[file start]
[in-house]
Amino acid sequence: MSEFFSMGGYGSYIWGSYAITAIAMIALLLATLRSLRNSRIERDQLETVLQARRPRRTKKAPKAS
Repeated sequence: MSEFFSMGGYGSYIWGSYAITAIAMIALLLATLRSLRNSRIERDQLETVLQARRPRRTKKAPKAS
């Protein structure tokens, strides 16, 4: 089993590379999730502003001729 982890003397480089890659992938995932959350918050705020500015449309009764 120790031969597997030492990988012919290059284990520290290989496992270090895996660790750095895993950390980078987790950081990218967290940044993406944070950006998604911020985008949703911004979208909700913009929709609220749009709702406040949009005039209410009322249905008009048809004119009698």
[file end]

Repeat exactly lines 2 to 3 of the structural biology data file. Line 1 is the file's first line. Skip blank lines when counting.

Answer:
Amino acid sequence: MSEFFSMGGYGSYIWGSYAITAIAMIALLLATLRSLRNSRIERDQLETVLQARRPRRTKKAPKAS
Repeated sequence: MSEFFSMGGYGSYIWGSYAITAIAMIALLLATLRSLRNSRIERDQLETVLQARRPRRTKKAPKAS